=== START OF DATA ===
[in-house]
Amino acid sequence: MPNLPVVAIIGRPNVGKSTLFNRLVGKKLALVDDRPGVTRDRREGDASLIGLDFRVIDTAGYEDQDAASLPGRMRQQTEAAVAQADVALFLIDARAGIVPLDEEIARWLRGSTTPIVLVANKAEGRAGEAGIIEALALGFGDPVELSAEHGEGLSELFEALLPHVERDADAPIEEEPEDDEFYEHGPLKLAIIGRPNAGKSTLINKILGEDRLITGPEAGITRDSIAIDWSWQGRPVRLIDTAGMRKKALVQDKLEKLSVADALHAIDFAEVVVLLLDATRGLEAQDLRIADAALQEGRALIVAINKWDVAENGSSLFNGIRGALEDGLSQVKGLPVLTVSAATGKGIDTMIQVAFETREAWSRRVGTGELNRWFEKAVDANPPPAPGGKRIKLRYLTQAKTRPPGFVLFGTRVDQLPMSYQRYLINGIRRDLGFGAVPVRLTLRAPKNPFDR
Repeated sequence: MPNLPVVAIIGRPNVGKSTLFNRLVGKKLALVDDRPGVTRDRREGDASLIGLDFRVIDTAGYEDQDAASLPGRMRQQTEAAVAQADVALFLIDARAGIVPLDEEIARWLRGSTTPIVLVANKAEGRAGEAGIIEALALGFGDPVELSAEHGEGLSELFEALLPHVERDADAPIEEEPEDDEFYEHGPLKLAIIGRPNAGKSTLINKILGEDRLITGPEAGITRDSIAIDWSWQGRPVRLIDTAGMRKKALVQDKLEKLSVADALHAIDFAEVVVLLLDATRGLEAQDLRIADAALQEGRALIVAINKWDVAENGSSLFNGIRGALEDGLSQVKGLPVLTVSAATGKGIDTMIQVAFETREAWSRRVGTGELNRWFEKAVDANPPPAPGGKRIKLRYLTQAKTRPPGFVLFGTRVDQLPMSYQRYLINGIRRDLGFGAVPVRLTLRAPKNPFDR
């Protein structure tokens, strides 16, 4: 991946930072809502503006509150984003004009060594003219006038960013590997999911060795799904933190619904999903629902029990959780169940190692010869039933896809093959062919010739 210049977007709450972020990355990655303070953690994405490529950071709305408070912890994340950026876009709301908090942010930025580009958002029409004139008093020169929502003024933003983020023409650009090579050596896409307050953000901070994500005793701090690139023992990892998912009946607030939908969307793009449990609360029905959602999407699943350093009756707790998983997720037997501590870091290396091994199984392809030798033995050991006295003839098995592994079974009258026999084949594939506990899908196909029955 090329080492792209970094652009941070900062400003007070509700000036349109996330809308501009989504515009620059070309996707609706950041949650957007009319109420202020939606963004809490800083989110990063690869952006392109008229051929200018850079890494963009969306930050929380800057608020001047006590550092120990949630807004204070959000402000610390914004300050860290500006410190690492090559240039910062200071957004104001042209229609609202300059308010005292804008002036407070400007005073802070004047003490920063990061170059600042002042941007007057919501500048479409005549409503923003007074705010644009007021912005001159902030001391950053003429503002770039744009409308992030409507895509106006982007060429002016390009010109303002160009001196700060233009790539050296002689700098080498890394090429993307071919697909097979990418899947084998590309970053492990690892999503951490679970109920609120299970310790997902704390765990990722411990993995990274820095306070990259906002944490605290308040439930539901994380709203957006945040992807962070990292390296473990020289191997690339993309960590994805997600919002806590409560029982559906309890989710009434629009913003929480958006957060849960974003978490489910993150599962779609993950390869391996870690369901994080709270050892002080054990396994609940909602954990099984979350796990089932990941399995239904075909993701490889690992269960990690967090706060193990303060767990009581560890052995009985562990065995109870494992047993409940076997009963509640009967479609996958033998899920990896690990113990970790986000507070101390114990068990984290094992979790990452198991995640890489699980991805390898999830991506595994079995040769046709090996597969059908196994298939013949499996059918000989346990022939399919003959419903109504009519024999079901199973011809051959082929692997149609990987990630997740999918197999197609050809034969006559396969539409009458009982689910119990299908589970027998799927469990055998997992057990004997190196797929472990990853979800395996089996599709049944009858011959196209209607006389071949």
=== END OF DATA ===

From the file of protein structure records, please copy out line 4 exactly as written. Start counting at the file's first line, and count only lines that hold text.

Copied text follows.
């Protein structure tokens, strides 16, 4: 991946930072809502503006509150984003004009060594003219006038960013590997999911060795799904933190619904999903629902029990959780169940190692010869039933896809093959062919010739 210049977007709450972020990355990655303070953690994405490529950071709305408070912890994340950026876009709301908090942010930025580009958002029409004139008093020169929502003024933003983020023409650009090579050596896409307050953000901070994500005793701090690139023992990892998912009946607030939908969307793009449990609360029905959602999407699943350093009756707790998983997720037997501590870091290396091994199984392809030798033995050991006295003839098995592994079974009258026999084949594939506990899908196909029955 090329080492792209970094652009941070900062400003007070509700000036349109996330809308501009989504515009620059070309996707609706950041949650957007009319109420202020939606963004809490800083989110990063690869952006392109008229051929200018850079890494963009969306930050929380800057608020001047006590550092120990949630807004204070959000402000610390914004300050860290500006410190690492090559240039910062200071957004104001042209229609609202300059308010005292804008002036407070400007005073802070004047003490920063990061170059600042002042941007007057919501500048479409005549409503923003007074705010644009007021912005001159902030001391950053003429503002770039744009409308992030409507895509106006982007060429002016390009010109303002160009001196700060233009790539050296002689700098080498890394090429993307071919697909097979990418899947084998590309970053492990690892999503951490679970109920609120299970310790997902704390765990990722411990993995990274820095306070990259906002944490605290308040439930539901994380709203957006945040992807962070990292390296473990020289191997690339993309960590994805997600919002806590409560029982559906309890989710009434629009913003929480958006957060849960974003978490489910993150599962779609993950390869391996870690369901994080709270050892002080054990396994609940909602954990099984979350796990089932990941399995239904075909993701490889690992269960990690967090706060193990303060767990009581560890052995009985562990065995109870494992047993409940076997009963509640009967479609996958033998899920990896690990113990970790986000507070101390114990068990984290094992979790990452198991995640890489699980991805390898999830991506595994079995040769046709090996597969059908196994298939013949499996059918000989346990022939399919003959419903109504009519024999079901199973011809051959082929692997149609990987990630997740999918197999197609050809034969006559396969539409009458009982689910119990299908589970027998799927469990055998997992057990004997190196797929472990990853979800395996089996599709049944009858011959196209209607006389071949």